Abdo Rinbo (Je est un autre)

HD Video / Stereo
Duration: 01:25:00

A number of works I have made take as their starting point a small incident or detail, often overlooked, in the life or work of someone otherwise of immense stature and influence, whether that be a short stay on the Kent coast by Marcel Duchamp in 1913, or the recipe for black cake written by the American poet Emily Dickinson. This ambitious work, commissioned by the Jakarta Biennale, and filmed in various locations in as well as Java, London, Paris, and Charleville-Mézières, is based on a little-known incident in the life of French poet Arthur Rimbaud.

On 10 June 1876, Rimbaud left the Dutch port of Den Helder on a three-masted steamship, the Prins van Oranje, his eventual destination Batavia, or as it is now known, Jakarta. He travelled as a recent conscript of the Dutch Colonial Army, a brutally-efficient mercenary force which had been crushing small revolts that had threatened to disrupt the flow of produce from the Dutch East Indies. Upon arrival in Batavia 10 days later, Rimbaud and the other recruits remained in local barracks for a further 10 days before boarding a steamer to Semarang; there followed a train to Tungtang before a march to Salatiga where his battalion was garrisoned. On the morning of 15 August, nearly two weeks after his arrival, Private Rimbaud failed to attend chapel; that evening he was absent from roll call, also. Rimbaud had deserted. Disappeared.

Abdo Rinbo (Je est un autre) is not so much about the fact of Rimbaud’s disappearance — especially as so little is known of it — as it is a reflection upon what it is to disappear. Indeed, who had disappeared? For whom was the Dutch Colonial Army searching? Who was Rimbaud during this period? The former Communard was now a mercenary soldier in a brutal imperialist force. Can we even describe him as a poet, as he had already written what was to be his last work (and maybe he knew this already)? As he had written in a letter some five years previously, ‘Je est un autre’, I is an other, and we are all of us something other than ourselves. Through a series of personal reflections, and material gathered throughout Java, this film considers who this other might be.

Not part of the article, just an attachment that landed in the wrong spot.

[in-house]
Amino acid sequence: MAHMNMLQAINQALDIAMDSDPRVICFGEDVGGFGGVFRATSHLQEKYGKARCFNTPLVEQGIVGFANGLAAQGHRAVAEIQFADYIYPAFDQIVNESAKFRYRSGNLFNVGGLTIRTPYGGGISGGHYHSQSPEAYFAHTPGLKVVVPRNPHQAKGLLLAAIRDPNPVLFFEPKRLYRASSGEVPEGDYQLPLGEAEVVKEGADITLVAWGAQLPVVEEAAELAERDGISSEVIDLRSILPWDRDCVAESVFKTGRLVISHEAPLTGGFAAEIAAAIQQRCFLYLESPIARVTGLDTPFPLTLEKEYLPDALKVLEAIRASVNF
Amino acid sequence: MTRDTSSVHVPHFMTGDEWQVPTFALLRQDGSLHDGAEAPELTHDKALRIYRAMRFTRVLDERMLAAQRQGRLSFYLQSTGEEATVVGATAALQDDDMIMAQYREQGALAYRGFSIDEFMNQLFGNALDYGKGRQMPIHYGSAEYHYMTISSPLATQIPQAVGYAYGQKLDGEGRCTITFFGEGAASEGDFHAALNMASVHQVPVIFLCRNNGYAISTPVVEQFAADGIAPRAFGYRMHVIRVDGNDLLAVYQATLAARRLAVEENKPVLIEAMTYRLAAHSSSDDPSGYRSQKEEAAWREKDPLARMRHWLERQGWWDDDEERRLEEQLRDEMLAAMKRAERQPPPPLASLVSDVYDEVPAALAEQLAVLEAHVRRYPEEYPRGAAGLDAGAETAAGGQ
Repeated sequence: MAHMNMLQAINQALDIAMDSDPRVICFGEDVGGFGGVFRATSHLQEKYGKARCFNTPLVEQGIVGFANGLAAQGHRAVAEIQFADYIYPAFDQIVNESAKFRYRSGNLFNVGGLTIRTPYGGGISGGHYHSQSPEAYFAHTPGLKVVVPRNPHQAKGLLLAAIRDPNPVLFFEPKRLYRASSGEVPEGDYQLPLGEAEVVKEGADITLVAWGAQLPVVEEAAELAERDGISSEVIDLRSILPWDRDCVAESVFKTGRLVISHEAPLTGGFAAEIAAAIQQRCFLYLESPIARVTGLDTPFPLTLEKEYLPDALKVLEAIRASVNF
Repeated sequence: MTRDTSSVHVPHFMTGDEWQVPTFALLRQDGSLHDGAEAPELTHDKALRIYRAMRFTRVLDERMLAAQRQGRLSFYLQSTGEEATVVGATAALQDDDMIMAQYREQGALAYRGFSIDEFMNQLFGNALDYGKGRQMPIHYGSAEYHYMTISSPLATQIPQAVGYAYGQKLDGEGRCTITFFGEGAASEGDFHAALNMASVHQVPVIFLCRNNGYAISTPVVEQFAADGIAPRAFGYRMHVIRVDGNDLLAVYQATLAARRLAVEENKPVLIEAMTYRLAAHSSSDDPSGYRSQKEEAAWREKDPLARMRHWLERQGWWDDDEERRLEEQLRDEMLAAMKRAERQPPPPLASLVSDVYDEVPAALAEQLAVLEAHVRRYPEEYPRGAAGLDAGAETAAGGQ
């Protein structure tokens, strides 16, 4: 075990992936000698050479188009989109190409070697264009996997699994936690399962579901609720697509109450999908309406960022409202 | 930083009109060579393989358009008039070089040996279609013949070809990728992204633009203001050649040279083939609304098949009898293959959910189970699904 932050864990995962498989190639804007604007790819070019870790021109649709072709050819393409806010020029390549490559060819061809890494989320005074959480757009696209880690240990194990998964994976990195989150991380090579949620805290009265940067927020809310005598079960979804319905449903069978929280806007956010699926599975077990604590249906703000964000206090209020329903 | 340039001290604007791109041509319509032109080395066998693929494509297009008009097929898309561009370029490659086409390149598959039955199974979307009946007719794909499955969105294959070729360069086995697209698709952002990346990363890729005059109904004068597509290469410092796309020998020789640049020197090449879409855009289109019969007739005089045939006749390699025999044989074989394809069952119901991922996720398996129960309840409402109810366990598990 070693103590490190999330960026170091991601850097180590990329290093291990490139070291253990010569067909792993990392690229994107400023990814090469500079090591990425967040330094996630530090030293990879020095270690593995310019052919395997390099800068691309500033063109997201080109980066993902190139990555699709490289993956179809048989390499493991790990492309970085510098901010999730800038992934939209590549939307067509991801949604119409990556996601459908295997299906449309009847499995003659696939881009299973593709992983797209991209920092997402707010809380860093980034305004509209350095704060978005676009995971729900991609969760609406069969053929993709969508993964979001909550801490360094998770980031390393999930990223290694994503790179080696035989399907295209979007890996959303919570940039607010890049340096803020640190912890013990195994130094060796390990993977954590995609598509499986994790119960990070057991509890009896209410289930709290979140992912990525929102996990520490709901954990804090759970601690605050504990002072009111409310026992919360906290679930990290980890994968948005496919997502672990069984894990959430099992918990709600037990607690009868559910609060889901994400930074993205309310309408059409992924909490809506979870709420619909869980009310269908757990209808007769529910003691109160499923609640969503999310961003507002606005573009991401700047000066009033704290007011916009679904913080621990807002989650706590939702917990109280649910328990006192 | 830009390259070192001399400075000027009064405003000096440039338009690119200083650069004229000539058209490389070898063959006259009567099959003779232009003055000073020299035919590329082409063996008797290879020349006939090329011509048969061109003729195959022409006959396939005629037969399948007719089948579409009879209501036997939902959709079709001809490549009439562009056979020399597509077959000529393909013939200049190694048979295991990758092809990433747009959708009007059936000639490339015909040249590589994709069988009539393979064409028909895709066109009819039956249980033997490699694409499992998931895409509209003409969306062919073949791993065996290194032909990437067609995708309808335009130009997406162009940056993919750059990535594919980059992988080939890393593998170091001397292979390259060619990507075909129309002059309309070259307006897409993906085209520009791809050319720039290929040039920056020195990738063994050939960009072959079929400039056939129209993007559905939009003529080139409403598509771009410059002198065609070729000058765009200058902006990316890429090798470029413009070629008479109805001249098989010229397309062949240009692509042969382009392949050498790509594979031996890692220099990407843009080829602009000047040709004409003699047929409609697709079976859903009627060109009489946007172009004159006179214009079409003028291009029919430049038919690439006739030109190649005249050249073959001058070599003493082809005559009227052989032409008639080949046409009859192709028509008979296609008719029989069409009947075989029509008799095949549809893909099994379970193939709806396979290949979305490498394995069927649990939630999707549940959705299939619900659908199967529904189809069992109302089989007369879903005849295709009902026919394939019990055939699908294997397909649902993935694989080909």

While the film might seem to concern itself with an obscure and distant historical event, it actually has much to say about what is taking place in our own time. The then-British PM David Cameron is filmed on a TV screen in Jakarta speaking of the ‘swarms’ of people trying to enter the country — this was a time of crisis when many European countries had closed their borders to refugees from the south — and so using the very same language which had been used to dehumanise the Communards all those years previously, a language adopted by them, Rimbaud too, and adopted here visually in the film, with close-up images of insects crawling over and within orchids and other exotic flowers. Colonialism and migration, fear and religion, desire and political revolt: these are some of the themes of the film, of Rimbaud’s time and of our own.

The film also shows the making of a shadow puppet of Rimbaud which I commissioned especially, and which was shown alongside the film, the projected moving images casting the puppet’s shadow upon another screen.